]]]]]]]]]]]]]]]]]]]         GREEN FOR DANGER        [[[[[[[[[[[[[[[[[
                                                           (7/1/1989)
           Editorial, THE SPECTATOR (London), 3/18/1989

     'You damage the earth just by living on it.'  This was not the 
Ayatollah passing judgment on some hapless miscreant, but the Sunday 
Times apostrophising its readership.  There followed a list of 
polluting activities, which included practically everything except the 
production of newspapers which are several inches thick with their 
numerous sections weighing several pounds.
     The recent timely panic over the ozone layer, and the upsurge of 
concern over the fate of the rain forests of Brazil, must have brought 
comfort and a sense of vindication to those environmentalists who have 
been preaching in the wilderness for 20 years.  They may harm their 
cause by indulging in Rousseau-like or other political fantasies.
     For more than two centuries, Western man has from time to time 
longed to escape the complexities and ambiguities of his world for the 
simple, 'natural' life of the South Seas, the jungle, the desert, the 
tundra, the savannah.  There, he believes, live men who, understanding 
the pitfalls of civilization, have rejected it.  Instead of trying to 
dominate nature they wisely consider themselves part of it, husbanding
only what can be replaced.  Next on the scale of virtue come peasants.  
These are men who live by the rhythm of the seasons, who do not use 
chemicals, who spend their spare time in ecologically harmless 
industry.
     When we come to ourselves, how delightful to find that we are the 
guiltiest of all, despoiling the earth, polluting it, introducing 
disease into the several gardens of Eden, creating desire where none 
existed before, luxuriating in vulgarity, wretched in our self-
inflicted loss of contact with nature!  The solution is to learn from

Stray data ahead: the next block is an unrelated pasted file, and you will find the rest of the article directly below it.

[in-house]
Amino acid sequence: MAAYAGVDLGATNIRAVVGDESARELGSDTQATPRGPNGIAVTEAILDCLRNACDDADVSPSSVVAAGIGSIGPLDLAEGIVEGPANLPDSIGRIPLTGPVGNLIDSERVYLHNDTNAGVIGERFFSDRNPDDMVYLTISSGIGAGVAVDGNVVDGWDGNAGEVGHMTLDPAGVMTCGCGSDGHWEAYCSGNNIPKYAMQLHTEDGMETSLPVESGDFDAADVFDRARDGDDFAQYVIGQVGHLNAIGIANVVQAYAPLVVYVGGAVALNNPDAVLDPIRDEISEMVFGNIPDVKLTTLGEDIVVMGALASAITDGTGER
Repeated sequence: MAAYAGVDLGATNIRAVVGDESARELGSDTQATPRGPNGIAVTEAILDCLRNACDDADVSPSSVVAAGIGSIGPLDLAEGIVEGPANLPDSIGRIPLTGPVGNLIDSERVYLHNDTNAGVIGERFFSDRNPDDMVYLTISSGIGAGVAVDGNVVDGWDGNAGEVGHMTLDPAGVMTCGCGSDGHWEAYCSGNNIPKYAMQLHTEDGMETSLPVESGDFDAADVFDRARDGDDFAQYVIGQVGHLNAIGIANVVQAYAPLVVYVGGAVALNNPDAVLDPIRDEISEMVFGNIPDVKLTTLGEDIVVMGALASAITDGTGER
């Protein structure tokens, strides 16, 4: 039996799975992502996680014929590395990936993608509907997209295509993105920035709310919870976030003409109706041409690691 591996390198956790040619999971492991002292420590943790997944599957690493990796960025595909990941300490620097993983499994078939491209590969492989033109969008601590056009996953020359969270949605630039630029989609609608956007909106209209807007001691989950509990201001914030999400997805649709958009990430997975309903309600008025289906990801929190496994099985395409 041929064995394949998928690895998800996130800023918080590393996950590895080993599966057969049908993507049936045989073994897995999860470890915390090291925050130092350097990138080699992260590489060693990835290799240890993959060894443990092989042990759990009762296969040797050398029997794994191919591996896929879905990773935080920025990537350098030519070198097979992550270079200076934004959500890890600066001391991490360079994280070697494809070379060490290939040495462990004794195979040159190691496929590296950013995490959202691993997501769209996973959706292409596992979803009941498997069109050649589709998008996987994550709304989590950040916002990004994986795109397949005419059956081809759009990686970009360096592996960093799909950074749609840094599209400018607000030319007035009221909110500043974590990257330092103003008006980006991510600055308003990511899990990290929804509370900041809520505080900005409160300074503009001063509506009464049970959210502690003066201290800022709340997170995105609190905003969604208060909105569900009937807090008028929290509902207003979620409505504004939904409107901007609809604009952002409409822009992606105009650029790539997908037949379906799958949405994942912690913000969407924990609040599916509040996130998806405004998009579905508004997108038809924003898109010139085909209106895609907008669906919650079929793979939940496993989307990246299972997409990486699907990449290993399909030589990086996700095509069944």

nomads and peasants, build ourselves huts in the woods (if we can find 
any) and live off the land, freeing ourselves from the treadmill of 
getting and spending.
     This vision has all the earthy political reality of a fete 
champetre painted by Fragouard.  Offered the chance of getting and 
spending, even at a very low level, most men who have passed their 
lives in contact with nature accept it with alacrity.  The shanty 
towns of cities in poor countries are testimony to this fact, 
inexplicable as it may be to devotees of the simple life.
     There are, of course, countries in which the urge to consume has 
been restrained, partly by economic incompetence, partly by 
puritanical intellectuals who believe -- and are prepared to impose on 
others their belief -- that there are worthier aims in life than 
consumption.
     But these countries are not encouraging as models: Albania and 
Burma, for example.  Part of Ayatollah Khomeini's inchoate hatred of 
the modern world is directed against the urge to consume what he 
considers corrupting trifles: but how much savagery has been required 
to try to curb that urge!
     A further fantasy of the environmentalists, the steady-state 
economy in which there is no economic growth, would require elaborate 
central control enforced by generous doses of political repression.  
Moreover, the record of centralized economies in the matter of the 
environment is not encouraging.  The worst pollution in Europe occurs 
not in the most efficient economies, but in the least.  The Soviet 
Union has managed to combine low production and a low standard of 
living with vast open spaces utterly devastated by the rank 
indifference to environmental pollution that inevitably occurs where 
there is no private or countervailing interest to consult.
     As for the underdeveloped world, the sudden vogue in North 
America and Western Europe for environmental protection is likely to 
be interpreted as just one more plot against it.  Not only do we 
export our pollution there by increasingly delegating the messiest 
production to its factories, but we blame the inhabitants for trying 
desperately to reach our standard of living.  Having aroused 
expectations from life which we have come to take for granted, we now 
try to export the idea that these expectations are unsustainable.  
This does not mean, of course, that fears about the Brazilian jungle 
are unjustified; but it does mean that the Brazilians are the more 
likely to use the tu quoque argument, with some justification.
     We do not need a world authority to apply puritanical, self-
denying and unworkable ordinances to the poorer nations.  Rather, 
environmental regulation should be a stimulus to economic competition 
and technical investiveness.  It was the price rise in petroleum that 
led to more fuel-efficient cars, not the arguments, however well-
founded, of whole-earthers.  The environmental peril in which we find 
ourselves should not be just another arrow in the quiver of aspiring 
totalitarians.

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